A pair of Ohio policemen had the perfect response after they were called in to stop some kids from playing football in the street: They joined in.
And the incident runs completely counter to the narrative many on the left are pushing that police officers are mean and racist.
Wendy Brown told WJW-TV that the children were “just playing” when several uniformed officers arrived on the scene last weekend.
“We encourage them to go outside and just be kids, so they were just playing football out in the street like they do any other time,” she explained.
“I don’t know the cop’s name, but he came to me and said, ‘I don’t know who would do it, but someone called police on the kids, they said they were playing in the street so we came by.’ And he said, ‘We used to play in the street as kids,’” Brown recounted.
And they decided to do it as adults too. Brown captured the moment on her cellphone:
A #shakerheights mom says someone called police on her kids playing football in the street. This is what happened when they showed up… #communitypolicing @ShakerHtsPolice #UnitedNotDivided #fox8 #police #humanizingthebadge pic.twitter.com/pu4dQCo8Pn
— Elizabeth Noreika (@enoreikaTV) June 22, 2020
One of the boys, looking to be maybe 12 or 13, threw an impressive pass down the street as the officers ran out to try to snag it, with one guarding the other.
Another encouraging example of police joining in the community they serve happened in Lincoln, Nebraska, earlier this month.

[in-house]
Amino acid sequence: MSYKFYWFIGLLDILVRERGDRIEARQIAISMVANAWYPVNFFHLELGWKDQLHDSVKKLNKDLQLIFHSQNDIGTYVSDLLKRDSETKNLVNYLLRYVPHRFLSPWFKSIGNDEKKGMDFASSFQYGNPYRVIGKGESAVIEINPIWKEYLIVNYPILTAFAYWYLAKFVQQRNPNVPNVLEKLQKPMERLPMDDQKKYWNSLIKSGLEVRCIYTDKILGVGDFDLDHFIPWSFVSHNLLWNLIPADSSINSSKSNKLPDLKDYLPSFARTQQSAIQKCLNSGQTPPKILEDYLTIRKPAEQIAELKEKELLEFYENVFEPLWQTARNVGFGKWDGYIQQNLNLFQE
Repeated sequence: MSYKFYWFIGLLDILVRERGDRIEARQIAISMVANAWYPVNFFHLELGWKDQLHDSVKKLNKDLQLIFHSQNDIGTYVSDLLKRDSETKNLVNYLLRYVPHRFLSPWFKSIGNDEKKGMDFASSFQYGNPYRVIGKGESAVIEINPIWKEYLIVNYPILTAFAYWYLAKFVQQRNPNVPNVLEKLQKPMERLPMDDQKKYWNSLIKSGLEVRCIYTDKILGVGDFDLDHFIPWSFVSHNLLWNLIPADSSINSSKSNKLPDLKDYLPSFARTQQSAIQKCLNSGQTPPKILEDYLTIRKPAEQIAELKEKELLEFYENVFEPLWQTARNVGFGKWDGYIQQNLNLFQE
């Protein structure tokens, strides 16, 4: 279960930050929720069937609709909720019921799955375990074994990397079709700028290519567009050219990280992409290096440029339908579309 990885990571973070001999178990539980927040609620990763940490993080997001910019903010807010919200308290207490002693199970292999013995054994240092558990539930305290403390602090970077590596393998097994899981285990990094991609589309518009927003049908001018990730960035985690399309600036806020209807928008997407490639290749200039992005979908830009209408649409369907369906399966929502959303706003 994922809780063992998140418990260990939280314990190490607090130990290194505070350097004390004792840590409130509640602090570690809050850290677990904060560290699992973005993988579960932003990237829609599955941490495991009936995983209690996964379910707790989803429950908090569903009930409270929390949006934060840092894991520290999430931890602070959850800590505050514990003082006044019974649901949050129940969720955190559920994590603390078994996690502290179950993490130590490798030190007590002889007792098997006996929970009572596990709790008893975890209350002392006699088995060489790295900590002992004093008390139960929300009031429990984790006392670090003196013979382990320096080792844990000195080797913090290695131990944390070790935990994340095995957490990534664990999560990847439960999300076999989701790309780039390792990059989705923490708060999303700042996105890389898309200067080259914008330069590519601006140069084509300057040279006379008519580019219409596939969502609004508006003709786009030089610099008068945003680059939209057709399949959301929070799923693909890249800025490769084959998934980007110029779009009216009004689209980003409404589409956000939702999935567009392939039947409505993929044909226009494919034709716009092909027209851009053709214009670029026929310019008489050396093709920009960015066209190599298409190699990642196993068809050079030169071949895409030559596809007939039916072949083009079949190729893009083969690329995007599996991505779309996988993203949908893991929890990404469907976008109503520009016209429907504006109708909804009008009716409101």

Lincoln Police Chief Jeff Bliemiester and other officers participated in a “Hold Cops Accountable” event with local African-American leaders, KOLN-TV reported.
After police and community leaders signed an agreement addressing police accountability, they knelt for a moment of silence, and then the police joined in the “Cupid Shuffle” line dance.
“It was a medicine that not just our city needs but our world needs that right now,” Arron Davis, a former University of Nebraska football player who was on hand for the event, told KETV.
Davis does not condone the vandalism that took place following the death of George Floyd.
But he thinks change is in the air regarding police and their relationship with their communities.
“People have finally said, this must change and I am going to do action to prove it,” Davis said.
Police of course play a vital role in our society.
We really can’t do life without them.
We know most police officers are good people who simply want to serve the public and make a positive difference in the towns and cities they watch over.
Here’s hoping that bridges can be built that will result in the bonds between police officers and communities growing stronger.
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